The Hinge of Fate - Volume IV of Churchill's Dramatic History of World War II

Front Cover, The Hinge of Fate, by Winston S. Churchill, 1950.

Front Cover, The Hinge of Fate, by Winston S. Churchill, 1950. GGA Image ID # 17f157eb50

The Hinge of Fate: How the Power of the Grand Alliance become Preponderant. The Fourth Volume of Churchill's Dramatic History of World War II by Winston S. Churchill.

The Hinge of Fate

In those dramatic moments of history we learned the lessons that are helping us in Korea today. In this historical record, we see in detail how the friendship between Churchill and Roosevelt grew. We see the struggle of will and wits between Churchill and Stalin advance.

We are admitted to Mr. Churchill's intimate record of his talks with Stalin, and his contemporary impressions jotted down in his Moscow quarters. We are witness to Molotov's security precautions at Cheqesac and to troubles at home which come from a loyal opposition. Here we see the trial and reconperae of statesmanship and as never before we are conscious of this great statesman historian, not only as welder of fleets and armies, but as a sensitive, anxious, ever-alert wielder of men.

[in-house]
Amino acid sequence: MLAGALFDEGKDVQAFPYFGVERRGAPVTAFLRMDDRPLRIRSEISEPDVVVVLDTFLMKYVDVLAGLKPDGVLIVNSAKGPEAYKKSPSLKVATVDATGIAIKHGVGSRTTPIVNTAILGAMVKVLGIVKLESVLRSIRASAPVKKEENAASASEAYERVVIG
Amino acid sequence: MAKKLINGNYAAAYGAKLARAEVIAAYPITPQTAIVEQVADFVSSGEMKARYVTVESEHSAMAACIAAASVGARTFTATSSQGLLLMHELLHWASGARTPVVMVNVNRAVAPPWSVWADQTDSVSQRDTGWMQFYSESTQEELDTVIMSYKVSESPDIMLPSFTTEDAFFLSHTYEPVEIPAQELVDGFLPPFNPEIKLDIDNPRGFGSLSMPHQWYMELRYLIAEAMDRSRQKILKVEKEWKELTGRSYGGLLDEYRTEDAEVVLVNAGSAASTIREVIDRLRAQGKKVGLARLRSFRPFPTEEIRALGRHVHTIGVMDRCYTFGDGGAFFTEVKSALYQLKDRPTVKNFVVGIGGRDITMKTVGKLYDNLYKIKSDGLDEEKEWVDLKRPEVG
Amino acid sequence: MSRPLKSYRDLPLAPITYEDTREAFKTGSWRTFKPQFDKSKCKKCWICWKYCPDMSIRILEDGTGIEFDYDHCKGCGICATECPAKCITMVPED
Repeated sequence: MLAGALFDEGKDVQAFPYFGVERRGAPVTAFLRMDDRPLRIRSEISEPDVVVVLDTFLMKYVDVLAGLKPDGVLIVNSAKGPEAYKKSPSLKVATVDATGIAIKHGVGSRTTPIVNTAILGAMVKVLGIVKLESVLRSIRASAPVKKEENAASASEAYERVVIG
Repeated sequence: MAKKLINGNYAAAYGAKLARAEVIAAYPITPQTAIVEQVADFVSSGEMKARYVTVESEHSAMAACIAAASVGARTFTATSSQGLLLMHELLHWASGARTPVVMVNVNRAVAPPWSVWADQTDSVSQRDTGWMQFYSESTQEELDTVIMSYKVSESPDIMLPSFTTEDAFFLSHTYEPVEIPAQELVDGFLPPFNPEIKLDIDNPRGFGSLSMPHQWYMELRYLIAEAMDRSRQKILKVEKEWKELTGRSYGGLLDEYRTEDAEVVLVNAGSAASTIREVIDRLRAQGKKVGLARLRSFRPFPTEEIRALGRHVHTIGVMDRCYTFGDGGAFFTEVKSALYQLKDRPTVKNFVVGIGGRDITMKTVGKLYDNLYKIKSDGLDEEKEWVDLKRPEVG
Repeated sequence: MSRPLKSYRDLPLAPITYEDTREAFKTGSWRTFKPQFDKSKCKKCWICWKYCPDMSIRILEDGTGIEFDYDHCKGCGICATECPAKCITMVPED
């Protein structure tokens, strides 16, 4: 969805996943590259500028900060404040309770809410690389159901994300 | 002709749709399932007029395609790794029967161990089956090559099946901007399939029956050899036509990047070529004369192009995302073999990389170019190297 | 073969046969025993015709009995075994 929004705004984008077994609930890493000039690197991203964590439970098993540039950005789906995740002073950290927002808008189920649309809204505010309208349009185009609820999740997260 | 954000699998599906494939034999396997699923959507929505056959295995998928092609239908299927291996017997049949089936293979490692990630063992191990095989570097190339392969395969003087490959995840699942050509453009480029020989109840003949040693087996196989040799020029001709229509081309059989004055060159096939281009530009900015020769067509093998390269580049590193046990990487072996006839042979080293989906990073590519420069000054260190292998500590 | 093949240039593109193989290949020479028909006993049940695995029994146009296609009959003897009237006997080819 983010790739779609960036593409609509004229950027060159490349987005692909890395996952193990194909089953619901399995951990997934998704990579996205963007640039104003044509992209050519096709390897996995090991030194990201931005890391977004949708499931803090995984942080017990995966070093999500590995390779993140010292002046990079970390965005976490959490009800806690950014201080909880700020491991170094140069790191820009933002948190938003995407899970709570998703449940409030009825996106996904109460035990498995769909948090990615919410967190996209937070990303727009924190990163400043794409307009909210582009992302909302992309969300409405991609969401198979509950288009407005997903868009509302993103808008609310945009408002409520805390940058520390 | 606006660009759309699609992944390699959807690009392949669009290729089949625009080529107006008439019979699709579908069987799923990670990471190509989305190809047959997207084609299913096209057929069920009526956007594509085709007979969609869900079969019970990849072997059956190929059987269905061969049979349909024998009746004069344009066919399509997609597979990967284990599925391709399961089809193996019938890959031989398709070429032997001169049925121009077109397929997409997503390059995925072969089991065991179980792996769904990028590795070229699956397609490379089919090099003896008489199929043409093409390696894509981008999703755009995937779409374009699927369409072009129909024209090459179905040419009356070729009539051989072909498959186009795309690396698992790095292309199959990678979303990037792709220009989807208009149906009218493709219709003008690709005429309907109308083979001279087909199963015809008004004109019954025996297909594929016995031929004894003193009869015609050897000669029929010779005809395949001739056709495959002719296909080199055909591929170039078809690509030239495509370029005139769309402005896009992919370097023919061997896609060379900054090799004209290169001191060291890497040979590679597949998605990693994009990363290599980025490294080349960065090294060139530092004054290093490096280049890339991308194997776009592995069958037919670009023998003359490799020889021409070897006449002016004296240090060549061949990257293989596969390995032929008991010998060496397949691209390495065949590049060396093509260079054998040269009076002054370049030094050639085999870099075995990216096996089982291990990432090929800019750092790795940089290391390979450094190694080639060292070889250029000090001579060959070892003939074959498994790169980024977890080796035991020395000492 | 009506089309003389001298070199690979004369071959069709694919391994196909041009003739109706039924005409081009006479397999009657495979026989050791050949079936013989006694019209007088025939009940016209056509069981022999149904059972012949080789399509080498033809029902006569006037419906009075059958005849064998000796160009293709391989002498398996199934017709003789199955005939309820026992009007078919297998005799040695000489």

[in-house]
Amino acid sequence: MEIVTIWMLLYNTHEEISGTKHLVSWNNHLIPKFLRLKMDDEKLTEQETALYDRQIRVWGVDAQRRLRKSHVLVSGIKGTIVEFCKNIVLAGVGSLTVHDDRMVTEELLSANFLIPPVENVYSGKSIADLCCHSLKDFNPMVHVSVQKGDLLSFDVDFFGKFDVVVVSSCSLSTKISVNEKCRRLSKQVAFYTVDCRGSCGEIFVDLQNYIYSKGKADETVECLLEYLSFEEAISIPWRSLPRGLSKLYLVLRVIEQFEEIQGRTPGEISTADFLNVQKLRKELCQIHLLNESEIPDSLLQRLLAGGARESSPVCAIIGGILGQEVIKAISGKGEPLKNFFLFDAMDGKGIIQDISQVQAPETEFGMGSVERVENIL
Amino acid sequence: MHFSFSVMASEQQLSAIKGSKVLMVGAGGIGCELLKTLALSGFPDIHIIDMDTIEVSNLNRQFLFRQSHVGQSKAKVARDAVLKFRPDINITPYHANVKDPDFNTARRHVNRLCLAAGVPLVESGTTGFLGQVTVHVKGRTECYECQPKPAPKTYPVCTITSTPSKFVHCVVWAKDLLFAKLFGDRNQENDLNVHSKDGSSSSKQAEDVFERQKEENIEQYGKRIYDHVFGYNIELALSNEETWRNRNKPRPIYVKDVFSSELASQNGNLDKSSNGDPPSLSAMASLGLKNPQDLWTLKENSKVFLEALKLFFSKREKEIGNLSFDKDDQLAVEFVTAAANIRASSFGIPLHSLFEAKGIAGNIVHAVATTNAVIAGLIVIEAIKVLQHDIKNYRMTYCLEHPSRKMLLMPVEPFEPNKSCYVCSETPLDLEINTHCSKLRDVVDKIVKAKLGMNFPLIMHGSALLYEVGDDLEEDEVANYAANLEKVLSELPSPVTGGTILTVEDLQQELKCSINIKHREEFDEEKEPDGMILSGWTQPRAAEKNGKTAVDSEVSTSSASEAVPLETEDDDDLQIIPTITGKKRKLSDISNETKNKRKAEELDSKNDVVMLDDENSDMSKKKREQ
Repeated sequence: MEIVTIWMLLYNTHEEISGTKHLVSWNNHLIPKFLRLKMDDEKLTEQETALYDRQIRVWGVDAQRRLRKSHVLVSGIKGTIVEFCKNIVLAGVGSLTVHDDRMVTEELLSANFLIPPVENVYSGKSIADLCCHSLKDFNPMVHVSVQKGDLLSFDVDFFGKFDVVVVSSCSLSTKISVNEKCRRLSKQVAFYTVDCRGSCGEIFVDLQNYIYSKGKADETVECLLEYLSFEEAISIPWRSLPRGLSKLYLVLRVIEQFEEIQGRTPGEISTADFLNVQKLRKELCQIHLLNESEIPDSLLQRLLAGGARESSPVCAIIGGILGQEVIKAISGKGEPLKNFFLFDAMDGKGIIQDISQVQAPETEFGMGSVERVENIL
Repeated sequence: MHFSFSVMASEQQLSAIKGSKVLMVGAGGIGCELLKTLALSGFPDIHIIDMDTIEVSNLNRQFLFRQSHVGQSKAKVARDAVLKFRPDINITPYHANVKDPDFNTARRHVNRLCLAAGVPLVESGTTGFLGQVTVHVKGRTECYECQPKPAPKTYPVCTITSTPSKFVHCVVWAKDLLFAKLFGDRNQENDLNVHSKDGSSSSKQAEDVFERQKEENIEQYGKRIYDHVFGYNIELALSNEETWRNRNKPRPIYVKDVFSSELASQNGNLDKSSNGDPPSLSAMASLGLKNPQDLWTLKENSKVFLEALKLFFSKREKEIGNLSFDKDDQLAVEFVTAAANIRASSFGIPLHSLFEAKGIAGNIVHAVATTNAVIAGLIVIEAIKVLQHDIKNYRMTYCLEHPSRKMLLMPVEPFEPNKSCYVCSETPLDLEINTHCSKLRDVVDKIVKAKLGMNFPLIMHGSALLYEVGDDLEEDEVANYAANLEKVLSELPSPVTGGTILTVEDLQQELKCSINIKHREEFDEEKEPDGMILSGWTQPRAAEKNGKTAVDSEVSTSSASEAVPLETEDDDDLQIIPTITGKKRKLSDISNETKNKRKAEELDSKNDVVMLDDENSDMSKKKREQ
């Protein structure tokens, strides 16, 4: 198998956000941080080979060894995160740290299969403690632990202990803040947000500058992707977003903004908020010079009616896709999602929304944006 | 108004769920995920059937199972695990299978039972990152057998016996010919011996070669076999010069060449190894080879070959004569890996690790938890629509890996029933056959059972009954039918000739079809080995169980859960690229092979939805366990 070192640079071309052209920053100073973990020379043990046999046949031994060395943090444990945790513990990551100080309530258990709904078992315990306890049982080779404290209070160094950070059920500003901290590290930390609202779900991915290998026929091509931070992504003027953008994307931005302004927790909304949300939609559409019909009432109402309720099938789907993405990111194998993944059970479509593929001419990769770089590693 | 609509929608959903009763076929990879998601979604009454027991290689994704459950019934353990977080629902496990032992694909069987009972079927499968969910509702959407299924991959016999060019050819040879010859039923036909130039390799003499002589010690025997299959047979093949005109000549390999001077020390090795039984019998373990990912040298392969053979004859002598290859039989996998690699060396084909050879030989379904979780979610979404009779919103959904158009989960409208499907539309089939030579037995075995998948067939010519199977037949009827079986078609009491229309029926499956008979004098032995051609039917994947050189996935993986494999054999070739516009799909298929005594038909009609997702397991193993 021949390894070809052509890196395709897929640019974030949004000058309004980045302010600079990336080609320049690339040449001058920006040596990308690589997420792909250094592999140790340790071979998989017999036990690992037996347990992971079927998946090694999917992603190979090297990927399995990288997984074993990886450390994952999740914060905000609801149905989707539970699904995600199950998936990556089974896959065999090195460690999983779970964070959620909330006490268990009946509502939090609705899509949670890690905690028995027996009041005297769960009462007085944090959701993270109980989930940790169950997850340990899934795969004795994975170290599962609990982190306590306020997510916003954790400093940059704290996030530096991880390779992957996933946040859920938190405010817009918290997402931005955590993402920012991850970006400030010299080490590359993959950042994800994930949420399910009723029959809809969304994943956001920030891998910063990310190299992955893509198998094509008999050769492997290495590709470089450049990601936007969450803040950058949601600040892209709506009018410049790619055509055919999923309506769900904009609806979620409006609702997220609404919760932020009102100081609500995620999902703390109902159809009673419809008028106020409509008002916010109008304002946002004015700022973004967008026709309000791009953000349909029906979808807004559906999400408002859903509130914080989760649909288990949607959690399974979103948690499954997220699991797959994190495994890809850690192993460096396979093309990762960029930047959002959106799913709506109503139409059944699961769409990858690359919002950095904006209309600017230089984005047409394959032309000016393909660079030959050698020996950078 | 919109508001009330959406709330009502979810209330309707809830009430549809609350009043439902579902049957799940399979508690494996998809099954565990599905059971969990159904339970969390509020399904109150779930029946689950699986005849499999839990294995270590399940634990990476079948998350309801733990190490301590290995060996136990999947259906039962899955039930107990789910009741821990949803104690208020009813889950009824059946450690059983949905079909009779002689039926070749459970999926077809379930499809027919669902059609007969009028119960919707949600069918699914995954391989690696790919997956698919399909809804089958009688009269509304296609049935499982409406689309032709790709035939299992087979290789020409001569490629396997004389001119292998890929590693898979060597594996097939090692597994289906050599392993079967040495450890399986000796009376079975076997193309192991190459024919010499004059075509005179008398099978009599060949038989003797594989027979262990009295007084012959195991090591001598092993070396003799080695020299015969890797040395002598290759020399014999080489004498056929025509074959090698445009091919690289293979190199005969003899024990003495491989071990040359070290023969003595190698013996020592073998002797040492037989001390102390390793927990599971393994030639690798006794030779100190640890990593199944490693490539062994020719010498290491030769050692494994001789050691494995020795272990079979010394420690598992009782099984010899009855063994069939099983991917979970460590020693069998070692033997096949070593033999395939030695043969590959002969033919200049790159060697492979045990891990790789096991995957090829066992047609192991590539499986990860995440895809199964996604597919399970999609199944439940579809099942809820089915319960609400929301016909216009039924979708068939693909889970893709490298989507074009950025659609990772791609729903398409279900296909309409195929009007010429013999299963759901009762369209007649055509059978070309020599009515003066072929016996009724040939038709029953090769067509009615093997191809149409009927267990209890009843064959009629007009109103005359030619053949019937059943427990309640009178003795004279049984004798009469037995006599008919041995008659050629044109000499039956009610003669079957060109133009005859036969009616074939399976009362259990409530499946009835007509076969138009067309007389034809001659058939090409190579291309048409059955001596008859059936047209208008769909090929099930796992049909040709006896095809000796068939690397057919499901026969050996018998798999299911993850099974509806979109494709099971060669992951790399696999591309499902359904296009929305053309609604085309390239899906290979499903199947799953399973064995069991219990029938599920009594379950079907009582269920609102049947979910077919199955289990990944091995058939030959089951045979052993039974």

One of the most fascinating works of history ever written, Winston Churchill´s monumental "The Second World War" is a six-volume account of the struggle of the Allied powers in Europe against Germany and the Axis. Told through the eyes of British Prime Minister Winston Churchill, The Second World War is also the story of one nation´s singular, heroic role in the fight against tyranny.